Venus was named for the goddess of love in Roman mythology. It is the
second planet from the sun and is almost the same size as the Earth.
Venus is easily seen from the Earth without the need of binoculars or
a telescope. It is the third brightest object in our skies -- only
the Sun and the Moon are brighter.|
Venus completes its orbit around the Sun every 225 Earth days. Because of the orbital paths of both Venus and the Earth, Venus becomes the closest planet to us every 584 days. At its closest, Venus is a mere 23.7 million miles away. In comparison, when Mars is at its closest to us, it is 33.9 million miles away.
While Venus is unusual in a number of ways, the most unusual fact is that Venus spins backwards -- in other words, on Venus, the Sun rises in the west and sets in the east! Added to that is that one rotation around its axis takes Venus 243 Earth days. It takes more than one Venusian year to complete a rotation -- something the Earth does in 24 hours. Because the "year" is shorter than the "day", the Sun will rise twice in the Venusian skies before it can complete one spin on its axis -- only 116.8 Earth days pass between sunrises on Venus, even though it takes 243 Earth days for it to complete one rotation.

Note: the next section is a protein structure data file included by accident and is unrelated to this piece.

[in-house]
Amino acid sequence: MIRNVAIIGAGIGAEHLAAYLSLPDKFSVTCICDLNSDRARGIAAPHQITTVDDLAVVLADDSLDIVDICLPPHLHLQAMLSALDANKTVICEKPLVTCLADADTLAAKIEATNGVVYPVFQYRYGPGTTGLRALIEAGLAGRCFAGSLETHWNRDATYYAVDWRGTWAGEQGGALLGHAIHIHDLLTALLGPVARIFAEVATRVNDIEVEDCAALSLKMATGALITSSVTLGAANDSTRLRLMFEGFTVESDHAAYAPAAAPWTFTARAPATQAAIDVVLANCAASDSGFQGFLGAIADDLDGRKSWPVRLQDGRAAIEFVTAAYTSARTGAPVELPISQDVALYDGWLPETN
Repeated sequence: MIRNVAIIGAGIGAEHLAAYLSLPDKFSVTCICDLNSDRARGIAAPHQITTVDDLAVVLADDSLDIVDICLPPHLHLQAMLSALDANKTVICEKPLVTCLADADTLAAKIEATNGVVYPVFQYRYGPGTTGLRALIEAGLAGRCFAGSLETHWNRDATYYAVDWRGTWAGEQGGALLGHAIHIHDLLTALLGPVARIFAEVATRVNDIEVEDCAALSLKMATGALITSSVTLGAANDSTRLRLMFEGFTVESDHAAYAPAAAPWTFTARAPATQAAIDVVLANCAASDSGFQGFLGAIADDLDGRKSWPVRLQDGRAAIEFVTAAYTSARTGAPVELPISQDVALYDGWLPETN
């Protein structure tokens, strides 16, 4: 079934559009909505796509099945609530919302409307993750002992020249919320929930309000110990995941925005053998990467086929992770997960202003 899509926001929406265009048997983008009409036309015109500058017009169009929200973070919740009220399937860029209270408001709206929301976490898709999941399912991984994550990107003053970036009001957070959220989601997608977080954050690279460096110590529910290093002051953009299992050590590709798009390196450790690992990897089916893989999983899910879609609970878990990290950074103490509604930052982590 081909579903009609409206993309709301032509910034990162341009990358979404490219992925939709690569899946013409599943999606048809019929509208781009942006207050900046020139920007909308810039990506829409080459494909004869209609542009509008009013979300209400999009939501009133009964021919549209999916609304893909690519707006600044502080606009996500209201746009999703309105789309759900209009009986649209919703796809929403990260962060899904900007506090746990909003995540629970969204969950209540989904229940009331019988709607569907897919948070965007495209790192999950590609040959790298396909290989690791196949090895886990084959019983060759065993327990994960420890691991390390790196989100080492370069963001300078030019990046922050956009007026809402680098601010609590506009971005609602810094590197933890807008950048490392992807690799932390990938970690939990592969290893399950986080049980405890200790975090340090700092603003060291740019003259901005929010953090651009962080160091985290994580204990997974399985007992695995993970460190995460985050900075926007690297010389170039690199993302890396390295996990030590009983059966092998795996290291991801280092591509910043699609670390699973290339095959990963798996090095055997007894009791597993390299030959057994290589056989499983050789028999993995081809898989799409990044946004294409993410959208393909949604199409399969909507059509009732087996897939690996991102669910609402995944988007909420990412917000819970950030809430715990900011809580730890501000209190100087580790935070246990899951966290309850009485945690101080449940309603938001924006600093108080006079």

While Venus is almost the same size as the Earth, its atmosphere is very different. The atmosphere on Venus is very thick and dense. It is made up of mostly carbon dioxide (a greenhouse gas). Carbon dioxide makes up 96.5% of the air on Venus. Nitrogen makes up almost all the rest, with just trace amounts of sulfur dioxide, argon, water, carbon monoxide, helium and neon detected. The atmospheric pressure on Venus is 90 times what it is on the Earth. The dense atmosphere has caused thick clouds to form, concealing the surface of Venus from our view. It has also trapped an enormous amount of heat on Venus -- the average surface temperature is 867 degrees F., making Venus the hottest planet in the solar system.
Using radar on probes sent to Venus, much of the surface of the planet has been mapped. Venus has a number of large impact craters, but is geologically quite dormant. It does not appear to have any tectonic plates and hence very few fault lines. There are large areas of "highlands", probably formed by large lava flows several hundred million years ago. There are about 1,600 known volcanoes on Venus.
Facts about Venus: